So we have our formula for Adjusted Catch Yards: 5 * Receptions + Receiving Yards + 20 * Receiving Touchdowns. What’s next?
If you’re a frequent reader of this site, then you know we can’t simply use counting stats for wide receivers. Having a 1200 yard season is more impressive when your team throws 400 passes than when it throws 550 passes. It’s also a lot more valuable. On the other hand, we don’t want to give too much credit to just the “high rate” guys. How do we find a middle ground?
First, I divided each wide receiver’s ACY by his team’s total number of pass attempts (sacks included). Once I have an ACY/A average for each receiver, I then had to come up with a baseline. I decided to use the worst starter method, so this means the 32nd best wide receiver in modern times; in other eras, the baseline also equals WR N, where N equals the number of teams in the league. Let’s use a real example to show how the formula works.
Most people would say Marques Colston had a much better year in 2012 than Sidney Rice. Colston caught 83 passes for 1,154 yards and 10 touchdowns, which looks a lot better than Rice’s 50-748-7 stat line. But the Saints had 697 pass attempts while Seattle only had 438 pass plays, making it hard to compare the receivers based on raw numbers. Rice averaged 2.60 ACY/A, narrowly edging Colston’s 2.54 average. In 2012, the thirty-second ranked wide receiver in ACY/A was Anquan Boldin at 2.37. Rice gets credit for averaging 0.23 ACY/A over the baseline for 438 plays, so he’s credited with being 102 ACY over average. Colston was 0.17 ACY/A over the baseline for 697 passes, giving him 120 ACY over average. So Colston does get credit for beating out Rice, but not nearly as much as the raw numbers would indicate. Here are the top 32 wide receivers in 2012:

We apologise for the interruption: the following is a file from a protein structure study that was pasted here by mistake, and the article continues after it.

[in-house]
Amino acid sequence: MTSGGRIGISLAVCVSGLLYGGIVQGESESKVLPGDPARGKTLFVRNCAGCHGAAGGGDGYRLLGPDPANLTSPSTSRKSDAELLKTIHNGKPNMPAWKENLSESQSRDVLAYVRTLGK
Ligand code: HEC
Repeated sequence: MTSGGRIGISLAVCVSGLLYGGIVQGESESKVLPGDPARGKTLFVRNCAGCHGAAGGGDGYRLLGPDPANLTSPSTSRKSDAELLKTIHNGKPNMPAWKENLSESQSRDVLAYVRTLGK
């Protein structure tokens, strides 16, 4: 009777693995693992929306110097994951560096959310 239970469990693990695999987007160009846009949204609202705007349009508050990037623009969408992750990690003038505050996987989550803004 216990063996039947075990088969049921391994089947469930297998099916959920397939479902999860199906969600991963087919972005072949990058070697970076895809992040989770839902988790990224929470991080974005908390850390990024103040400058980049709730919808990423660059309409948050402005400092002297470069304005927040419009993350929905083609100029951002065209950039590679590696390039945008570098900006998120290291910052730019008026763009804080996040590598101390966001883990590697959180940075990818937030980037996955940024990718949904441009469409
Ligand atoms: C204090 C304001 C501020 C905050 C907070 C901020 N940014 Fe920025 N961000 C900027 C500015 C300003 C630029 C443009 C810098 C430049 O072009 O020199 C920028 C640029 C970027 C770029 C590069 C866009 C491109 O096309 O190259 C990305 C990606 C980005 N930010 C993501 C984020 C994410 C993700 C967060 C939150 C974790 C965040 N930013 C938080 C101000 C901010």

You might notice that Minnesota’s Percy Harvin ranks 14th in value added. Harvin only played in 9 games, but he ranked 3rd in ACY/Team Attempt. For players who played in fewer than 16 games (during the 16 game era), I used a pro-rated number of team attempts for those players. Minnesota had 515 pass attempts last year, so we assume that they threw 56% (9/16) of their passes in the games Harvin was active. Therefore, in the team attempts column for Harvin, he’s credited with 290 team attempts. Of course, Harvin is also then only credited for being above average for 290 plays, too.
Tomorrow I’ll present a list of some of the best seasons ever, and on Wednesday, we’ll look at the career list. Let me close with some obvious flaws in this system.
1) Post-season stats are excluded. It’s not difficult to add playoff numbers, but for now, I’d rather refine the system before including those numbers.
2) Rushing data, passing data and fumble data were also excluded for the same reason. No data exists on blocking ability, so that is obviously left out of this system, too.
3) The quality of the quarterback, offensive line, and the system a team runs all heavily impact a receiver’s numbers. So does playing in Buffalo compared to playing in New Orleans. These are all important factors but I chose to leave them out of the system and let each reader subjectively tweak a player upward or downward based on their own thoughts.
4) Wide receivers who play with other great wide receivers are probably harmed in this system, at least slightly. That hurts people like Isaac Bruce and Torry Holt or Anquan Boldin and Larry Fitzgerald. In some ways, this system does a better job of measuring “value added” than actual talent, and a superstar receiver on a team of scrubs probably can add more value than a star receiver on a team full of stars.